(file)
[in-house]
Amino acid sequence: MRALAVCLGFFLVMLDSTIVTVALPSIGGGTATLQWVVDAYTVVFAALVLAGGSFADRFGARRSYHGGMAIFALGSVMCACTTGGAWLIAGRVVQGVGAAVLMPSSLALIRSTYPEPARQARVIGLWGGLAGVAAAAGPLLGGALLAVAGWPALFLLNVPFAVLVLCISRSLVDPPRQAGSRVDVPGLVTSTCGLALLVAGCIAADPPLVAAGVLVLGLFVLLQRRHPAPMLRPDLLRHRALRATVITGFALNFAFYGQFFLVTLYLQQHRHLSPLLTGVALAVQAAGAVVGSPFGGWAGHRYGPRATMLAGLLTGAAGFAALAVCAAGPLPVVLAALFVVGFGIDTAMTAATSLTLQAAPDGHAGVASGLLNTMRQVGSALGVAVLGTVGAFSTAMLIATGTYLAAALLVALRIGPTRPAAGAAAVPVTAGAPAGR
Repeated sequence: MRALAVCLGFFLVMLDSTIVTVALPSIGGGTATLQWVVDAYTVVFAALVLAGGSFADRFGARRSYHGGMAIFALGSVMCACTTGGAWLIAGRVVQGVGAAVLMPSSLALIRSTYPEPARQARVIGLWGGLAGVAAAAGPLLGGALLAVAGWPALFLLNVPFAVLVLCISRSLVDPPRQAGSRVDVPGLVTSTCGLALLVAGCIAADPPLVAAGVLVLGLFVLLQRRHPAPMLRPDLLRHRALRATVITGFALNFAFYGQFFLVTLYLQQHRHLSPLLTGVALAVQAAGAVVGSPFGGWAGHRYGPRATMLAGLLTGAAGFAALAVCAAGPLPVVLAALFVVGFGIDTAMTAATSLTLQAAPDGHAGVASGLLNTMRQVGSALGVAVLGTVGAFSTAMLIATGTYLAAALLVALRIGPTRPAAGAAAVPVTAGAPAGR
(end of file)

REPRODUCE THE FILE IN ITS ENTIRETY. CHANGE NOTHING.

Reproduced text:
[in-house]
Amino acid sequence: MRALAVCLGFFLVMLDSTIVTVALPSIGGGTATLQWVVDAYTVVFAALVLAGGSFADRFGARRSYHGGMAIFALGSVMCACTTGGAWLIAGRVVQGVGAAVLMPSSLALIRSTYPEPARQARVIGLWGGLAGVAAAAGPLLGGALLAVAGWPALFLLNVPFAVLVLCISRSLVDPPRQAGSRVDVPGLVTSTCGLALLVAGCIAADPPLVAAGVLVLGLFVLLQRRHPAPMLRPDLLRHRALRATVITGFALNFAFYGQFFLVTLYLQQHRHLSPLLTGVALAVQAAGAVVGSPFGGWAGHRYGPRATMLAGLLTGAAGFAALAVCAAGPLPVVLAALFVVGFGIDTAMTAATSLTLQAAPDGHAGVASGLLNTMRQVGSALGVAVLGTVGAFSTAMLIATGTYLAAALLVALRIGPTRPAAGAAAVPVTAGAPAGR
Repeated sequence: MRALAVCLGFFLVMLDSTIVTVALPSIGGGTATLQWVVDAYTVVFAALVLAGGSFADRFGARRSYHGGMAIFALGSVMCACTTGGAWLIAGRVVQGVGAAVLMPSSLALIRSTYPEPARQARVIGLWGGLAGVAAAAGPLLGGALLAVAGWPALFLLNVPFAVLVLCISRSLVDPPRQAGSRVDVPGLVTSTCGLALLVAGCIAADPPLVAAGVLVLGLFVLLQRRHPAPMLRPDLLRHRALRATVITGFALNFAFYGQFFLVTLYLQQHRHLSPLLTGVALAVQAAGAVVGSPFGGWAGHRYGPRATMLAGLLTGAAGFAALAVCAAGPLPVVLAALFVVGFGIDTAMTAATSLTLQAAPDGHAGVASGLLNTMRQVGSALGVAVLGTVGAFSTAMLIATGTYLAAALLVALRIGPTRPAAGAAAVPVTAGAPAGR